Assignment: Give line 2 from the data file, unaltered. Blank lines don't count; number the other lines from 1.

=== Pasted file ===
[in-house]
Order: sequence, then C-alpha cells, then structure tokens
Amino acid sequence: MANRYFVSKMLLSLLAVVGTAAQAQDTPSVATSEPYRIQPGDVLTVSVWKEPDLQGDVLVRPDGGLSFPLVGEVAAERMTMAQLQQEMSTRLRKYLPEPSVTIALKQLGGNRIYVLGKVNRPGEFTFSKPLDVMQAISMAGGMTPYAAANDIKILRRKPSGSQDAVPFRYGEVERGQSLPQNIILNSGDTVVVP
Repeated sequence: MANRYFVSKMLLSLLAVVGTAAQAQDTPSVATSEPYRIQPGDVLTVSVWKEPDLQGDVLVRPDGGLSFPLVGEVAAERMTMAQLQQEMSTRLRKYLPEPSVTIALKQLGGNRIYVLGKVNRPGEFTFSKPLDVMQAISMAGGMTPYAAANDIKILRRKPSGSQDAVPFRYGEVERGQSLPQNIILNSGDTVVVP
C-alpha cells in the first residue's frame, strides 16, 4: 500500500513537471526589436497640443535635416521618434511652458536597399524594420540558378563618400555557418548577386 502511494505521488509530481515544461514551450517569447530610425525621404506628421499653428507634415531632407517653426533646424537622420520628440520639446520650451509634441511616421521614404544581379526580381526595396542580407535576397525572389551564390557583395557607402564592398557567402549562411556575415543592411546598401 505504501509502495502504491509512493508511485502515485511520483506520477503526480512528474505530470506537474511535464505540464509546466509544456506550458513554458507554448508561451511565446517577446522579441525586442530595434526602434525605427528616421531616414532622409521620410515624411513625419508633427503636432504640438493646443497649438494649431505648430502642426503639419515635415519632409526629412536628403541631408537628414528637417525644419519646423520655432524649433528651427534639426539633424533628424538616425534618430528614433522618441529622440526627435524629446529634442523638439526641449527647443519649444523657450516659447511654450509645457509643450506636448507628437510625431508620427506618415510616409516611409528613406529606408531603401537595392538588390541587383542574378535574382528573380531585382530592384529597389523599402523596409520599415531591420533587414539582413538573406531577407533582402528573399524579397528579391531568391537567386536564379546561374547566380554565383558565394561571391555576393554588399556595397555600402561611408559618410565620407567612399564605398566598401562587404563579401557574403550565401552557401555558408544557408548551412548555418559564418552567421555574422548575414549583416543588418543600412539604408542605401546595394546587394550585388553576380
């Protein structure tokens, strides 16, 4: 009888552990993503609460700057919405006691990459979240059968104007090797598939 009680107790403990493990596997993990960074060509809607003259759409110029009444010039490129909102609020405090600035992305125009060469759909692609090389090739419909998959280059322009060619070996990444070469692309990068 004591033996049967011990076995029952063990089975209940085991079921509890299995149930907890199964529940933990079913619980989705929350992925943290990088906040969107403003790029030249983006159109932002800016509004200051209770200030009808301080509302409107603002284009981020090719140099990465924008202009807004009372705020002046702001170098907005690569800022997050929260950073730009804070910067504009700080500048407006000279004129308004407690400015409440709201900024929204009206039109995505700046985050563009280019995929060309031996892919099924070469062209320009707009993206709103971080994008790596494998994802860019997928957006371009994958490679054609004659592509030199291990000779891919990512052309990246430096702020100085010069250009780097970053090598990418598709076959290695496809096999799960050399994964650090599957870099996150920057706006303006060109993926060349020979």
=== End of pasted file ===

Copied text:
Order: sequence, then C-alpha cells, then structure tokens